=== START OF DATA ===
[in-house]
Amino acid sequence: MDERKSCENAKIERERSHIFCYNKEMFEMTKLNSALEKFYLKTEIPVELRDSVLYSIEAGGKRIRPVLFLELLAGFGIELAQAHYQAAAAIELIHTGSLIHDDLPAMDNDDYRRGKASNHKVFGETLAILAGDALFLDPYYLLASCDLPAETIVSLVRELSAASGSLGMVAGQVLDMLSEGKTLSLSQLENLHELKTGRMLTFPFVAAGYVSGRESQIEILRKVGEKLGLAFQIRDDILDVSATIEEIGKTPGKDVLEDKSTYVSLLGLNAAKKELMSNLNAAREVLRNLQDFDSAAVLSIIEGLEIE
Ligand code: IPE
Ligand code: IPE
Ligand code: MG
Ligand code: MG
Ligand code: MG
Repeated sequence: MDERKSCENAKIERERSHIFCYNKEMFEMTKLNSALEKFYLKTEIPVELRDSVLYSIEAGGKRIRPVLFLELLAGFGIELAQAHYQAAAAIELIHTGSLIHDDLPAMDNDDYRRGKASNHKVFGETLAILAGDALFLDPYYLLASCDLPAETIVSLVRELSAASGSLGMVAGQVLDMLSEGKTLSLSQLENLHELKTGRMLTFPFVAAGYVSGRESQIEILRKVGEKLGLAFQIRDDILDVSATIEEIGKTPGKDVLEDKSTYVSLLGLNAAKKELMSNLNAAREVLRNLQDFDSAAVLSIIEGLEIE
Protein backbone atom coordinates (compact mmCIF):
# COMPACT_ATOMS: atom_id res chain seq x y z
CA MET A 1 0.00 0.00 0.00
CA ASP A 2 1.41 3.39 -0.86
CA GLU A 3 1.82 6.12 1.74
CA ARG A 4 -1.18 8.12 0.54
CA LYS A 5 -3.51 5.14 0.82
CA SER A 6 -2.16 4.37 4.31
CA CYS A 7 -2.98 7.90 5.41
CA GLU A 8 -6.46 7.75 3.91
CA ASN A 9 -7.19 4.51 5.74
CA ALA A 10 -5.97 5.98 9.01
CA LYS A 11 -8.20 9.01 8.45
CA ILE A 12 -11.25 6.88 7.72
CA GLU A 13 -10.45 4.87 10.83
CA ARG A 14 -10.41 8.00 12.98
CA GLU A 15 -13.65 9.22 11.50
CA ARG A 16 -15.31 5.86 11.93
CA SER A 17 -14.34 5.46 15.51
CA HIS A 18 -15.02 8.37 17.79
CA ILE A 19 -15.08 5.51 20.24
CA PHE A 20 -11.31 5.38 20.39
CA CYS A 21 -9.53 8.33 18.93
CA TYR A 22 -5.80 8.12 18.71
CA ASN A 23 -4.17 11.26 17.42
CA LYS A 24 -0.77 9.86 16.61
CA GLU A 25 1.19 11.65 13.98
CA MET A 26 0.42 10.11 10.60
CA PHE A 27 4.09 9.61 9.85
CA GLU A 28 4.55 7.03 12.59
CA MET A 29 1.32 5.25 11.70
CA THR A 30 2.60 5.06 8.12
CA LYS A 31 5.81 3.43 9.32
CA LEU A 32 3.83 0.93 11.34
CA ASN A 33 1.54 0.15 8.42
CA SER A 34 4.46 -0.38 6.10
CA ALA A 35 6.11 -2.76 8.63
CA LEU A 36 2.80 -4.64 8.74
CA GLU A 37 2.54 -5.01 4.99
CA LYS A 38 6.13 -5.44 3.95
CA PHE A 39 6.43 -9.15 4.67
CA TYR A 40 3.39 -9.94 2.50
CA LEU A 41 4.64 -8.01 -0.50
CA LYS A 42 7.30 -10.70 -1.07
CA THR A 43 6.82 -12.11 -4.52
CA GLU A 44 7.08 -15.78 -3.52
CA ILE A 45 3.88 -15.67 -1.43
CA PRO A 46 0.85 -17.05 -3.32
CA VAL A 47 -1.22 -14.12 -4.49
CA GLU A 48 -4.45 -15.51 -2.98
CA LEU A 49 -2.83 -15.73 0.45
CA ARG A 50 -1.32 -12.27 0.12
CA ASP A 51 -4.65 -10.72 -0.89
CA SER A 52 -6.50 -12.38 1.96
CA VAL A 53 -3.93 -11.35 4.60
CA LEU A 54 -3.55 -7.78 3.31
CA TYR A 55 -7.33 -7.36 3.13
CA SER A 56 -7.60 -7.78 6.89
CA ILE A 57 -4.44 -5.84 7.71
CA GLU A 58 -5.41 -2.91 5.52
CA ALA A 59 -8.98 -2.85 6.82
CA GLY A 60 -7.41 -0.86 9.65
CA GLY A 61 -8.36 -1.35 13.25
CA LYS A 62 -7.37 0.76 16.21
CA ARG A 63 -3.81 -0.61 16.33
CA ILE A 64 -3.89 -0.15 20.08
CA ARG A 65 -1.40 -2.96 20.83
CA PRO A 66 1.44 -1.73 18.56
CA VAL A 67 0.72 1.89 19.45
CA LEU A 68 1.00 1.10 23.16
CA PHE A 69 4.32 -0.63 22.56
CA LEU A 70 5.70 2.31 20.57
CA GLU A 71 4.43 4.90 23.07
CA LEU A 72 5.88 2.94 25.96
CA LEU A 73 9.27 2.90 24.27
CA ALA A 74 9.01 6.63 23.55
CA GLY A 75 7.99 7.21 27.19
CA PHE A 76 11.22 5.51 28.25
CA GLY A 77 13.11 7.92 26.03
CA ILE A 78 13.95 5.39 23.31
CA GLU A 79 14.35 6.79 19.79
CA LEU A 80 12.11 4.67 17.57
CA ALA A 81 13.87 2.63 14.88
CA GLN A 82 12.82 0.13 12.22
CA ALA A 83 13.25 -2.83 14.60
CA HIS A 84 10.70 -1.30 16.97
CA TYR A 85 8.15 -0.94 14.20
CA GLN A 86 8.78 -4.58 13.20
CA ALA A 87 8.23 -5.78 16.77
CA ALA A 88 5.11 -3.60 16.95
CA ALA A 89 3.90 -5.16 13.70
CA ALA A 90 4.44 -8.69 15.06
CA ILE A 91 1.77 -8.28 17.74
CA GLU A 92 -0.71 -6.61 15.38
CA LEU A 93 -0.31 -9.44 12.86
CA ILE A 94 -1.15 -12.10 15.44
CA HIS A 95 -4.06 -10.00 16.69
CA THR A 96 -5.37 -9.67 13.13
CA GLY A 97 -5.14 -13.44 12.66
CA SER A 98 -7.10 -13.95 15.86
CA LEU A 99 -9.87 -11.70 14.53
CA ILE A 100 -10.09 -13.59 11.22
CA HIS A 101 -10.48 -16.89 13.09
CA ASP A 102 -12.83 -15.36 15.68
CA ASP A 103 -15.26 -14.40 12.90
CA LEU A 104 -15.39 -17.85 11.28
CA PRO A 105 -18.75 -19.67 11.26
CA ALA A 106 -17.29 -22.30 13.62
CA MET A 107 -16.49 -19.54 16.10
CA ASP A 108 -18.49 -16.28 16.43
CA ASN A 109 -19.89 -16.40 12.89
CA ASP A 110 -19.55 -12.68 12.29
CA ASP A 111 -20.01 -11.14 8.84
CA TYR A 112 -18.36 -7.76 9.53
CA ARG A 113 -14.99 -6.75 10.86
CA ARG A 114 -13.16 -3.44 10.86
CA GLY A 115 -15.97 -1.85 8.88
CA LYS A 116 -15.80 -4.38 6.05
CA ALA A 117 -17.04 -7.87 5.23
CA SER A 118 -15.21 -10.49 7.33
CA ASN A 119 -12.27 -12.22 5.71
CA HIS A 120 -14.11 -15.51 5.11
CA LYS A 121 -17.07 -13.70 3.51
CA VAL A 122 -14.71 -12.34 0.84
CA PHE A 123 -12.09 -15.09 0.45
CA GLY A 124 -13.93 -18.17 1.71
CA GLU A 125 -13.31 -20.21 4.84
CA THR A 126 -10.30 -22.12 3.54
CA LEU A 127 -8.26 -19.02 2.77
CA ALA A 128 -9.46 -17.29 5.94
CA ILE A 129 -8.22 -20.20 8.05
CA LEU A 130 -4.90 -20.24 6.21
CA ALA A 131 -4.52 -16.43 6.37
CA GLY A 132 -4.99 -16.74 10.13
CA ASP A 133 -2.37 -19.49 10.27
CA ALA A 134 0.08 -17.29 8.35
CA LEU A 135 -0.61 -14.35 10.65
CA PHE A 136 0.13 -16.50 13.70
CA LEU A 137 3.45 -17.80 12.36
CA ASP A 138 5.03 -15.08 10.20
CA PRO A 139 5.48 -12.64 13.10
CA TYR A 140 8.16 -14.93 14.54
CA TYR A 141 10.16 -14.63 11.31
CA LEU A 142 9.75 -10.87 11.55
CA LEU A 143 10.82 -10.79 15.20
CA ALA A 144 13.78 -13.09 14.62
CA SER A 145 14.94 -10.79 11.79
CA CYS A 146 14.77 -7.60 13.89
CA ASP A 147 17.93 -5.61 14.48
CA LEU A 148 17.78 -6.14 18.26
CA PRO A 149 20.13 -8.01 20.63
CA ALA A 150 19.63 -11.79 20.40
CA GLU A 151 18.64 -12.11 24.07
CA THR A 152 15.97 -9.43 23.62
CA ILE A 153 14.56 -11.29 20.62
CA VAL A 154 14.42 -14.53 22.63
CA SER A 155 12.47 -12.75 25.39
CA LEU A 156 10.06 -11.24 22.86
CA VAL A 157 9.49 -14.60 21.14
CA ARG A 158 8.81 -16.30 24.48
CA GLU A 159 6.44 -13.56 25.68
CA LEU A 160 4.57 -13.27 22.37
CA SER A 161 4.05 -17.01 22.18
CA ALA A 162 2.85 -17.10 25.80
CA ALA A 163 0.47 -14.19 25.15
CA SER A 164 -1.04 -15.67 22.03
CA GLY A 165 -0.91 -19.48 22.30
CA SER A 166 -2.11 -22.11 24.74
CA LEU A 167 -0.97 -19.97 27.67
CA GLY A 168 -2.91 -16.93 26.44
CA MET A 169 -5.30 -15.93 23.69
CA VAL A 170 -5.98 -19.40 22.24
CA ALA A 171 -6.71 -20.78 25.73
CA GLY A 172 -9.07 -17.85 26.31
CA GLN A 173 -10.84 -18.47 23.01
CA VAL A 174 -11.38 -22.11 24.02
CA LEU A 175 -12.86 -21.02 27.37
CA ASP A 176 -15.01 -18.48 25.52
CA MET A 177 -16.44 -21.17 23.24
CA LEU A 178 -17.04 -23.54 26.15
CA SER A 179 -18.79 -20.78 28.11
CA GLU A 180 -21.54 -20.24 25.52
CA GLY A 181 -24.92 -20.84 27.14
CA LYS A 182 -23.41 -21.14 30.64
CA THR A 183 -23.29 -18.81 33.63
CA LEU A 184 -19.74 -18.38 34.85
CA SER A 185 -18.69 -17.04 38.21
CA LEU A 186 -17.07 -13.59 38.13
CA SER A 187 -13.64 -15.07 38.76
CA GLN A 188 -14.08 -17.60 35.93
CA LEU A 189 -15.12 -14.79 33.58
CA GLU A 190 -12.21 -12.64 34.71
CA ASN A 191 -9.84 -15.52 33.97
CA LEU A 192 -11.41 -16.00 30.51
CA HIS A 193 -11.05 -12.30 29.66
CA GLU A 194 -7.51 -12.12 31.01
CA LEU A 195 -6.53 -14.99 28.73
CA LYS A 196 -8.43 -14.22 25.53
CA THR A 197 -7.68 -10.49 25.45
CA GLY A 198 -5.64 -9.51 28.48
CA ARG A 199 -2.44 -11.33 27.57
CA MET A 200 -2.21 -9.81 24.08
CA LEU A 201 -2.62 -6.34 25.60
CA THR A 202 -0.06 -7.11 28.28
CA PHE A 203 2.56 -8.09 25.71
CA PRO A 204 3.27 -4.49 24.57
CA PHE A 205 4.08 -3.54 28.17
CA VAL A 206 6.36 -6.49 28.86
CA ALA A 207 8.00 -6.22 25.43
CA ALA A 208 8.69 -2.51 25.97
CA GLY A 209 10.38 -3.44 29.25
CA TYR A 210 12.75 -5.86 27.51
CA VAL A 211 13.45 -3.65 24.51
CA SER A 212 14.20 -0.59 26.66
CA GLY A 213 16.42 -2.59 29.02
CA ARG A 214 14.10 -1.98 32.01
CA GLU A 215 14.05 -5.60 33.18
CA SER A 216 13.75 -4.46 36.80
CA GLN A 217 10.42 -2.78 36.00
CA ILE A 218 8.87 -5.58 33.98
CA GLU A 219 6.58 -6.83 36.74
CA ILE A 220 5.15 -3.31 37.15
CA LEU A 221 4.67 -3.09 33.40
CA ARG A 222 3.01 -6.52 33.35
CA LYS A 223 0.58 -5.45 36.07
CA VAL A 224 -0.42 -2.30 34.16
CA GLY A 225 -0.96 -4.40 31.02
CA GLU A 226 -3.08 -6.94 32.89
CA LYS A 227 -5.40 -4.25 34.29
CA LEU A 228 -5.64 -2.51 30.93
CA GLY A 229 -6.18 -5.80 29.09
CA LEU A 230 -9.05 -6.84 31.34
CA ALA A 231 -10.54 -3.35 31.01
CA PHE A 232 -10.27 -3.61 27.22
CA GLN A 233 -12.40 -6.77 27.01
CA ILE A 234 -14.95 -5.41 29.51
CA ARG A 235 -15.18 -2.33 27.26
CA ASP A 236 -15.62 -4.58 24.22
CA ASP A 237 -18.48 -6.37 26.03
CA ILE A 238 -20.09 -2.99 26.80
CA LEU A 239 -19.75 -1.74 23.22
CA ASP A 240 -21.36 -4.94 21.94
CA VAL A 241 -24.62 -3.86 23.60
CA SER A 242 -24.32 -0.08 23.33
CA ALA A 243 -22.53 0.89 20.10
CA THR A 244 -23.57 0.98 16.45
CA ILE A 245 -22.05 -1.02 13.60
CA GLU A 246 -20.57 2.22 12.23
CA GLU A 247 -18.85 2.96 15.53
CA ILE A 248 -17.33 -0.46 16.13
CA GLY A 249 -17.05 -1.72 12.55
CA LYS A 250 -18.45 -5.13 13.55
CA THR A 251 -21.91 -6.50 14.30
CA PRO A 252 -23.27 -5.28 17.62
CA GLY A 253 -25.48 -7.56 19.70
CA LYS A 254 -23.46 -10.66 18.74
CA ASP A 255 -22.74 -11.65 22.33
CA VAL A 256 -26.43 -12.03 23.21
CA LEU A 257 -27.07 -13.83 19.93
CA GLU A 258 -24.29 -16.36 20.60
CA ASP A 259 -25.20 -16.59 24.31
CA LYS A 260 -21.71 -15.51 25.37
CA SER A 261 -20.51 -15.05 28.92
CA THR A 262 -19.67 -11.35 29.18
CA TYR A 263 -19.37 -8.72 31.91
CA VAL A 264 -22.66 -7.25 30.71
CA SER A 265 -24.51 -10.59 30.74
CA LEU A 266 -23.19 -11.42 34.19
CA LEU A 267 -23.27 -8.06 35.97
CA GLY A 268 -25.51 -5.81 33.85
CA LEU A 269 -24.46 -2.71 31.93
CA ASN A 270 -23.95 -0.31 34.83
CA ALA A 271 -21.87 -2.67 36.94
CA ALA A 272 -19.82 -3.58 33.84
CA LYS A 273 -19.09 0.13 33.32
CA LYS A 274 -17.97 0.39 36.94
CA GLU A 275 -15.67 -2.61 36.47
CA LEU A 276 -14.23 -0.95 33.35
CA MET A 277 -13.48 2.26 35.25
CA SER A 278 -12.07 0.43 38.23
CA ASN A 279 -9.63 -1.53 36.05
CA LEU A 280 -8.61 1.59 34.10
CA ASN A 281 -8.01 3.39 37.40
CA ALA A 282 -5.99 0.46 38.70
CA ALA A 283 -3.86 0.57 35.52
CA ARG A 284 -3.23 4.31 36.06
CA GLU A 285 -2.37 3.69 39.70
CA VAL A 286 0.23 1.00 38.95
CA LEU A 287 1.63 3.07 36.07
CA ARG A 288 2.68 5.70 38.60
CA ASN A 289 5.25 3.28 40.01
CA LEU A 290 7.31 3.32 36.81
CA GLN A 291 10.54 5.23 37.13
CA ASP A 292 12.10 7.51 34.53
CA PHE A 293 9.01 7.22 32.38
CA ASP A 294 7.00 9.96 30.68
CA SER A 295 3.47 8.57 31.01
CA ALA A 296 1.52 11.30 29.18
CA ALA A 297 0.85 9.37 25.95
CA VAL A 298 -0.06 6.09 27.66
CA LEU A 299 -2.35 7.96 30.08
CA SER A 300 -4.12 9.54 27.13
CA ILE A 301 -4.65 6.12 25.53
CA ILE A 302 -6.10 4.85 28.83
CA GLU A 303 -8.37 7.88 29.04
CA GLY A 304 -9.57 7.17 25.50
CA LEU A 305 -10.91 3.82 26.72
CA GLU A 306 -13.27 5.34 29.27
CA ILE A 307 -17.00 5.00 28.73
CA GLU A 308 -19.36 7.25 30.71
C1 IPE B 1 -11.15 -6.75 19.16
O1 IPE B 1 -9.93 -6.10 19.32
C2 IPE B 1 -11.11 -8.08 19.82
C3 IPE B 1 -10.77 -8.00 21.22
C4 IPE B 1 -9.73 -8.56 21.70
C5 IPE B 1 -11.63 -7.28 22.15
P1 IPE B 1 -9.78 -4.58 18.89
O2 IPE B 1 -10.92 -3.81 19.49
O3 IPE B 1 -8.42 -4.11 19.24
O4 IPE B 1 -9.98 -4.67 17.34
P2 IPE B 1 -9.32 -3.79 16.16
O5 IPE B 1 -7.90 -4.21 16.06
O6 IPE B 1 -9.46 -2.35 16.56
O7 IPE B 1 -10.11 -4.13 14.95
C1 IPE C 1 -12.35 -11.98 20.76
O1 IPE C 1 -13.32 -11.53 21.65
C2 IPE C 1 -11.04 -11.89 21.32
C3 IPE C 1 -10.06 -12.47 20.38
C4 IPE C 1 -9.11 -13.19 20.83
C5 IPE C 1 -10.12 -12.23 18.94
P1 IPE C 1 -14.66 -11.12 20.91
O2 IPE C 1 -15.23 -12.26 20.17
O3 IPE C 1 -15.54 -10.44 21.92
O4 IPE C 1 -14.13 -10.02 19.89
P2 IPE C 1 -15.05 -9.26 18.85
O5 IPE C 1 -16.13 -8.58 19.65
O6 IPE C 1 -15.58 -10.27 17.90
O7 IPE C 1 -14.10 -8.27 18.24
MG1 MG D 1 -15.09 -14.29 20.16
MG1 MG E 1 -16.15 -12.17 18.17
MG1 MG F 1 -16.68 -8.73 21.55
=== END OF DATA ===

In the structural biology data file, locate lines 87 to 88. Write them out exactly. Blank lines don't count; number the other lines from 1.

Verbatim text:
CA GLY A 77 13.11 7.92 26.03
CA ILE A 78 13.95 5.39 23.31